The 2021 Capital riot was a major event in U.S. history, and yet Democrats and Republicans tend to remember it differently. Findings from a study published in the journal Memory revealed that most Americans endorsed false memories of the riot, and these memories tended to favor their political party.
A false memory is when a person remembers an event that never actually happened or that happened much differently than they recall. Such memories can be biased to support a person’s worldview. For example, evidence suggests that people are more likely to endorse false memories that support their political ideology.
Study author Dustin P. Calvillo and his co-authors wanted to explore how political ideology may have influenced Americans’ recollections of the U.S. Capital riot. On January 6, 2021, a mob of Trump supporters stormed the Capital in an attempt to disrupt the electoral vote count and prevent Biden’s victory from being formalized. Media coverage of this historic event differed drastically depending on the news outlet, with some conservative outlets spreading false claims about what transpired.
“I’ve been interested in false memories for a long time and I’ve been studying real-world misinformation for the last few years,” explained Calvillo, a psychology professor and chair at California State University San Marcos. “My coauthor (and grad student in my lab), Justin Harris, and I discussed some studies about false memory for fake news and we decided it would be interesting to study this in the context of the Capitol riot.”
Calvillo and his colleagues launched a study among 230 U.S. residents who identified as either a Democrat (117) or a Republican (113). Subjects were between the ages of 20 and 76 and were presented with 12 stories about the Capital riot. In a pretest, each story had been identified as either a pro-Democrat or a pro-Republican story. Using a fact-checking website, the researchers had selected half of the pro-Democrat stories to be false and half of the pro-Republican stories to be false.
Each story was two sentences long. For example, one false pro-Democrat story showed a photo of Republican Representative Lauren Boebert standing with rioters before she allegedly gave them a tour of the Capital one day before the attack. One false pro-Republican story claimed that Antifa had taken responsibility for turning a peaceful protest into a riot in order to make Trump supporters look bad. After reading each story, participants rated their recollection of the story and indicated where (if anywhere) they had encountered it.
Participants then completed a cognitive reflection test and a measure of conspiracy ideation. They also answered three questions concerning their engagement with the Capital riot, indicating how often they had listened to traditional media about the riot, how often they had engaged with social media content about the riot, and how often they had discussed the riot with friends and family.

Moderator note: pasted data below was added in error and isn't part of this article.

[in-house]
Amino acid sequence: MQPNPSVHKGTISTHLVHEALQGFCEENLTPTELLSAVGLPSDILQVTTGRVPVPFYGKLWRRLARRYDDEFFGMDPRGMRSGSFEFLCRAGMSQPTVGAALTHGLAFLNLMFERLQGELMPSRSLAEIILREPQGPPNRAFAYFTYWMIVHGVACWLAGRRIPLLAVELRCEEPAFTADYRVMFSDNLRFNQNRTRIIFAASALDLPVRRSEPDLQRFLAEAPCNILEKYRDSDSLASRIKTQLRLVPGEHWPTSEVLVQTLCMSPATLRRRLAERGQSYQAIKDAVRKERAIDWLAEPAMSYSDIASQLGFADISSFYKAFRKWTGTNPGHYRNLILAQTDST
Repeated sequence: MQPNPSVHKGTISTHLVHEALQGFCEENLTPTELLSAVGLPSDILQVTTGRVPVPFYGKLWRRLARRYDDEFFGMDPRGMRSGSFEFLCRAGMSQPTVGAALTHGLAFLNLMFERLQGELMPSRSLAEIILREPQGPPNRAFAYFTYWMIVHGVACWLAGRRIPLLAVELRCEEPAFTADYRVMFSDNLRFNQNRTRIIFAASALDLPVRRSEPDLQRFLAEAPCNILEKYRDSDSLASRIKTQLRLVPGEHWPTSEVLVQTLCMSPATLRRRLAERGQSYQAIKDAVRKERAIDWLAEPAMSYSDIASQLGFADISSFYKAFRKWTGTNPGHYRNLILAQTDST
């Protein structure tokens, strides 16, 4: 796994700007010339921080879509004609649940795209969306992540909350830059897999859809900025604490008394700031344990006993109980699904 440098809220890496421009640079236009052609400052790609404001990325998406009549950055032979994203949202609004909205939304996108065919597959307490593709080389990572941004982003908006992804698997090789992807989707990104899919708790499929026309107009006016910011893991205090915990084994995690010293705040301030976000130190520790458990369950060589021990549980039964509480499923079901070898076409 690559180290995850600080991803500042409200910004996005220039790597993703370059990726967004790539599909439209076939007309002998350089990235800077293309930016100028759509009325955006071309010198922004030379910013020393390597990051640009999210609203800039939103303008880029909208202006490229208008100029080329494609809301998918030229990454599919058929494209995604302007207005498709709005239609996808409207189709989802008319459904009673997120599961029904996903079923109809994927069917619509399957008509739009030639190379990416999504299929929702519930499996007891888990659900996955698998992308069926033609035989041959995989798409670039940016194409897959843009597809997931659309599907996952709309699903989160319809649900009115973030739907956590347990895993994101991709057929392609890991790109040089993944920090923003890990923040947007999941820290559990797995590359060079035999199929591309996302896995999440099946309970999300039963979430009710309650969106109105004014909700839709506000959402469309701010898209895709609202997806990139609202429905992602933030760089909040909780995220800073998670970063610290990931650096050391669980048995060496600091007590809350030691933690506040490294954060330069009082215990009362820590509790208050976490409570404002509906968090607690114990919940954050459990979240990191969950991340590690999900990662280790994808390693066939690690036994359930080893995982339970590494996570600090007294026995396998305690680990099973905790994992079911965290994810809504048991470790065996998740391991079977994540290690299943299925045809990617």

The vast majority of participants (80%) endorsed at least one false memory. While Democrat and Republican respondents recalled a similar number of false memories, the types of memories they recalled differed.
As the researchers had hypothesized, Democrats falsely recalled more pro-Democrat stories while Republicans falsely recalled more pro-Republican stories. Participants’ recollection of true stories was also in line with their political party. Democrats recalled more of the true pro-Democrat stories and Republicans remembered more of the true pro-Republican stories.
“The main takeaway from this study is that different people can have very different memories of the same event,” Calvillo told PsyPost. “People tend to remember details of events that paint themselves and their social groups in a positive light. Accuracy of memory is important to learn from previous events. This partisan bias hinders that learning.”
The results also uncovered individual differences in participants’ endorsement of false memories. Participants who scored lower on the cognitive reflection test reported fewer false memories about the riot. Respondents with higher conspiracy ideation reported more false memories about the riot, and people who were more engaged in the Capital riot reported more true and false memories.
Calvillo and his team say their findings are in line with past evidence suggesting that people tend to endorse false memories that align with their attitudes. Strikingly, the current results show that people can hold very different recollections of the same real-world political event, depending on their attitudes.
“Understanding factors related to false memories of real-world political events is an important step in reducing false beliefs that complicate finding solutions to public policy problems,” the study authors write. “If people do not remember an event similarly, consensus on defining the problem becomes difficult.”
The authors note that it is possible that the results reflect partisan cheerleading rather than politically-biased false memories. Participants may have been responding in ways that they felt would benefit their political party, regardless of their actual memory of the event. “One question that still needs to be addressed is whether this partisan bias really reflects differences in political partisans’ memory or if participants just respond in ways that make them look better,” Calvillo said.
Future research could attempt to limit partisan cheerleading by incentivizing accuracy (i.e., paying participants for correct judgments).
The study, “Partisan bias in false memories for misinformation about the 2021 U.S. Capitol riot”, was authored by Dustin P. Calvillo, Justin D. Harris, and Whitney C. Hawkins.